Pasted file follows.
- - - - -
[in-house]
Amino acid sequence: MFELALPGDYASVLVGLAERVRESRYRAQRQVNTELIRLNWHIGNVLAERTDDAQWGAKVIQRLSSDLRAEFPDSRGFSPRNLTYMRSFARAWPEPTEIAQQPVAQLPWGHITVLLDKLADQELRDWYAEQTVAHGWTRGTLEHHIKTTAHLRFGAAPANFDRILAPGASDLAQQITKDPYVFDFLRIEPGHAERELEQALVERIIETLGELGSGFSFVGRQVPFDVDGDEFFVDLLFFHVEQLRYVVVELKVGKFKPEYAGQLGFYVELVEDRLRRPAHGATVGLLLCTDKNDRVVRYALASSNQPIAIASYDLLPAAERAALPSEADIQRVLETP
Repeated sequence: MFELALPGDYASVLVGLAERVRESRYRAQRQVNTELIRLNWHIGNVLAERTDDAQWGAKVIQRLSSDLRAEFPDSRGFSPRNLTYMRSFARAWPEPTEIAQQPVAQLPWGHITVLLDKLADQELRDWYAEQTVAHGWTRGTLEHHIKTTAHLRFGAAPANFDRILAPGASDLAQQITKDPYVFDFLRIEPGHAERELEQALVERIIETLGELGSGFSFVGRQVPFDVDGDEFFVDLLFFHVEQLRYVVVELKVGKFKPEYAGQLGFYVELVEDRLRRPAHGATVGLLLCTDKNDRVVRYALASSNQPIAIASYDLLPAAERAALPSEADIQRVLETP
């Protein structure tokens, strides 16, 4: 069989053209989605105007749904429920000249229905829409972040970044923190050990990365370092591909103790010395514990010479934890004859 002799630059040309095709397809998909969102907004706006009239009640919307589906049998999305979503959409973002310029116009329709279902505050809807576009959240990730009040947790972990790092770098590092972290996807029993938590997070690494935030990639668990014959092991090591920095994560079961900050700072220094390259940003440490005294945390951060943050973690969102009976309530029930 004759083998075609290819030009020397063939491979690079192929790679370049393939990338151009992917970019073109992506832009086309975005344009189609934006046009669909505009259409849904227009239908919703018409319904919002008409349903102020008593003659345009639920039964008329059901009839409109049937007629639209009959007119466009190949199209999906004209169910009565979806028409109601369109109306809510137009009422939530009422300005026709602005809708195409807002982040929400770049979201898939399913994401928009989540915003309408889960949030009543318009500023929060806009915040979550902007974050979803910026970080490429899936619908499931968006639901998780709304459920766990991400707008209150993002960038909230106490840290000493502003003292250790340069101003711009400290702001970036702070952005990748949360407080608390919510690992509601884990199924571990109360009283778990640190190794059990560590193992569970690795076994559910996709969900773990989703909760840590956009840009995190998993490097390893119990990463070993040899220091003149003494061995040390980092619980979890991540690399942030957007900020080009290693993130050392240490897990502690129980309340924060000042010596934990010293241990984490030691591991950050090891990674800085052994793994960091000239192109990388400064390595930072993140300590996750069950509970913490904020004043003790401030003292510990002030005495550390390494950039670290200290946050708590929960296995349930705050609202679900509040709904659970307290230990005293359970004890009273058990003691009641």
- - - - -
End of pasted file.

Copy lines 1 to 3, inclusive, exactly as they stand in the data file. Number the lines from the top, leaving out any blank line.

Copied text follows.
[in-house]
Amino acid sequence: MFELALPGDYASVLVGLAERVRESRYRAQRQVNTELIRLNWHIGNVLAERTDDAQWGAKVIQRLSSDLRAEFPDSRGFSPRNLTYMRSFARAWPEPTEIAQQPVAQLPWGHITVLLDKLADQELRDWYAEQTVAHGWTRGTLEHHIKTTAHLRFGAAPANFDRILAPGASDLAQQITKDPYVFDFLRIEPGHAERELEQALVERIIETLGELGSGFSFVGRQVPFDVDGDEFFVDLLFFHVEQLRYVVVELKVGKFKPEYAGQLGFYVELVEDRLRRPAHGATVGLLLCTDKNDRVVRYALASSNQPIAIASYDLLPAAERAALPSEADIQRVLETP
Repeated sequence: MFELALPGDYASVLVGLAERVRESRYRAQRQVNTELIRLNWHIGNVLAERTDDAQWGAKVIQRLSSDLRAEFPDSRGFSPRNLTYMRSFARAWPEPTEIAQQPVAQLPWGHITVLLDKLADQELRDWYAEQTVAHGWTRGTLEHHIKTTAHLRFGAAPANFDRILAPGASDLAQQITKDPYVFDFLRIEPGHAERELEQALVERIIETLGELGSGFSFVGRQVPFDVDGDEFFVDLLFFHVEQLRYVVVELKVGKFKPEYAGQLGFYVELVEDRLRRPAHGATVGLLLCTDKNDRVVRYALASSNQPIAIASYDLLPAAERAALPSEADIQRVLETP